Super-fast Wi-Fi coming to a public hotspot near you

All kinds of operators are expected to upgrade their public hotspots to 802.11ac

Wireless hotspots that can deliver hundreds of megabits per second in real-world bandwidth will become more common as operators increase their investments in Wi-Fi networks.

Not much has been announced, but a range of fixed, cable and mobile operators have already started or are planning upgrades to 802.11ac, the fastest Wi-Fi technology yet, according to market research company IHS. By this time next year a noticeable number of hotspots will use it, said research director Richard Webb, who is currently conducting a survey to pinpoint operator plans.

Overall operator spending on Wi-Fi networks in 2015 is expected to increase by 88 percent year-on-year.

Networks based on 802.11ac are faster thanks to features such as MIMO (multiple-input multiple-output) and beamforming. The former uses multiple antennas at the same time to increase data speeds, while beamforming aims the signal at the user to improve performance.

British Telecom and Boingo Wireless have already started to upgrade. There is a drive towards 802.11ac as public venues upgrade and get more serious about the role of Wi-Fi in their networks, according to Boingo. It has upgraded hotspots at airports, while BT has focused on hotels. For example, London hotels Every Piccadilly and Amba Charing Cross offer expected speeds of 196Mbps and 175Mbps using BT technology, according to Hotelwifitest.com.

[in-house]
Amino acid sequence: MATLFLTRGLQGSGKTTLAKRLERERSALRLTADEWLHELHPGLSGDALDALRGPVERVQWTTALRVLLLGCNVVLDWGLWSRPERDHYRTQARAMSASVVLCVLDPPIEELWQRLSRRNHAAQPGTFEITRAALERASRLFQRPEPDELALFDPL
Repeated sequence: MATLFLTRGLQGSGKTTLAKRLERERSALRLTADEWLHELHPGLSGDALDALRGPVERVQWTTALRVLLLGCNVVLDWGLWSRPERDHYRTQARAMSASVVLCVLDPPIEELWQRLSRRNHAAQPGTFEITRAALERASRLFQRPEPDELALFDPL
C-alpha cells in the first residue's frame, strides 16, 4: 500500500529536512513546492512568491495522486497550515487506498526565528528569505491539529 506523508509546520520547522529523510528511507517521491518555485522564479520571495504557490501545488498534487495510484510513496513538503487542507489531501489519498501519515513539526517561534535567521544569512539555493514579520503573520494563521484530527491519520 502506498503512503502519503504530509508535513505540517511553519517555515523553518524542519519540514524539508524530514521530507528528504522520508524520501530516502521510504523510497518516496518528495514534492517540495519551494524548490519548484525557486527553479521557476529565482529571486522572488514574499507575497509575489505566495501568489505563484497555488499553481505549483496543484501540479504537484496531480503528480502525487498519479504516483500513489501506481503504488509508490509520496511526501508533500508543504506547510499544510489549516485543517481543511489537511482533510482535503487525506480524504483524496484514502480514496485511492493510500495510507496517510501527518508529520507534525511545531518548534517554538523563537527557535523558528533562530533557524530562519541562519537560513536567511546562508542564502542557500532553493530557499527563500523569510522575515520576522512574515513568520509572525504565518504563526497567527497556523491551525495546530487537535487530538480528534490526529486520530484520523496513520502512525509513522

The actual speeds that users get depend on a number of factors, including distance to the access point, the number of users on the network, and the number of antennas in their smartphone, tablet or laptop.

However, the upgrade to 802.11ac isn't just about higher speeds.

The so-called Wave 2 of the technology adds a feature called multiuser-MIMO, which will help remove bottlenecks by allowing networks to transmit data to many users simultaneously instead of just one at a time. Public hotspots have the most to gain from using MU-MIMO, because they handle more users than home networks and a majority of enterprise WLANs. However, for MU-MIMO to work, networks as well as clients have to be upgraded.

Ruckus Wireless is seeing growing interest for 802.11ac. It was, along with Cisco Systems and Huawei Technologies, one of the biggest vendors of carrier Wi-Fi equipment last year, according to IHS. Some mobile operators and cable operators have already certified its newer equipment for deployment, while others are still in the process of doing that, Ruckus said.

Due to engineering and manufacturing efficiencies, Ruckus has been able to launch access points at comparable, or even lower, prices than the 802.11n products that preceded them, the company said. Recently, chip maker Broadcom launched a new SoC (system-on-a-chip) that aims to bring down the cost of 802.11ac equipment further. Products based on the chipset are expected to arrive during the second half of the year.

There is no single hotbed where 802.11ac will gain a head start over other countries or regions -- IHS survey shows it will happen everywhere, according to research director Webb. North America has typically been an early adopter of new Wi-Fi standards, but there are strong drivers for 802.11ac everywhere, he said.

Send news tips and comments to mikael_ricknas@idg.com

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Tags IHS iSuppliBTBoingo WirelessNetworkingwirelessWLANs / Wi-FiRuckus Wireless

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Mikael Ricknäs

IDG News Service
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